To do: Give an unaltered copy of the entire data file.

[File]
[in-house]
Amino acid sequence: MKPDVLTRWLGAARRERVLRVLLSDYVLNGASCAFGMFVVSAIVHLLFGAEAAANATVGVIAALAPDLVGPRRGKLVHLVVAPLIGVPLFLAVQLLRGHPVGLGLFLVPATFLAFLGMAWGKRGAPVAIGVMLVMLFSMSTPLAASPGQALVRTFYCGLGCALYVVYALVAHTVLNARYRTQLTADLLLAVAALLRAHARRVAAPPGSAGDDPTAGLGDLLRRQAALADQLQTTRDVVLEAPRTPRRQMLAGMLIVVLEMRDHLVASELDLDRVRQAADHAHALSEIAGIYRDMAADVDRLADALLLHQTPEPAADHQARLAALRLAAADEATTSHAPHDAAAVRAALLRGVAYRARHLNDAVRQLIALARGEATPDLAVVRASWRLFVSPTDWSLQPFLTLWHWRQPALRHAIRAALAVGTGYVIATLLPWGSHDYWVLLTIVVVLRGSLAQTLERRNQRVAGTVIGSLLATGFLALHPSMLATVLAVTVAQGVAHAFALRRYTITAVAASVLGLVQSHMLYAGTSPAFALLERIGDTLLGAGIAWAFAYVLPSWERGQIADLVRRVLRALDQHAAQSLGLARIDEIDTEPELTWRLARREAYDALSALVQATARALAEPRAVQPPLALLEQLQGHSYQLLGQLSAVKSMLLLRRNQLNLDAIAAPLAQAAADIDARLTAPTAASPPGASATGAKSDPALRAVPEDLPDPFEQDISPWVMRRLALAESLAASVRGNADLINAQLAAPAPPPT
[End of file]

[in-house]
Amino acid sequence: MKPDVLTRWLGAARRERVLRVLLSDYVLNGASCAFGMFVVSAIVHLLFGAEAAANATVGVIAALAPDLVGPRRGKLVHLVVAPLIGVPLFLAVQLLRGHPVGLGLFLVPATFLAFLGMAWGKRGAPVAIGVMLVMLFSMSTPLAASPGQALVRTFYCGLGCALYVVYALVAHTVLNARYRTQLTADLLLAVAALLRAHARRVAAPPGSAGDDPTAGLGDLLRRQAALADQLQTTRDVVLEAPRTPRRQMLAGMLIVVLEMRDHLVASELDLDRVRQAADHAHALSEIAGIYRDMAADVDRLADALLLHQTPEPAADHQARLAALRLAAADEATTSHAPHDAAAVRAALLRGVAYRARHLNDAVRQLIALARGEATPDLAVVRASWRLFVSPTDWSLQPFLTLWHWRQPALRHAIRAALAVGTGYVIATLLPWGSHDYWVLLTIVVVLRGSLAQTLERRNQRVAGTVIGSLLATGFLALHPSMLATVLAVTVAQGVAHAFALRRYTITAVAASVLGLVQSHMLYAGTSPAFALLERIGDTLLGAGIAWAFAYVLPSWERGQIADLVRRVLRALDQHAAQSLGLARIDEIDTEPELTWRLARREAYDALSALVQATARALAEPRAVQPPLALLEQLQGHSYQLLGQLSAVKSMLLLRRNQLNLDAIAAPLAQAAADIDARLTAPTAASPPGASATGAKSDPALRAVPEDLPDPFEQDISPWVMRRLALAESLAASVRGNADLINAQLAAPAPPPT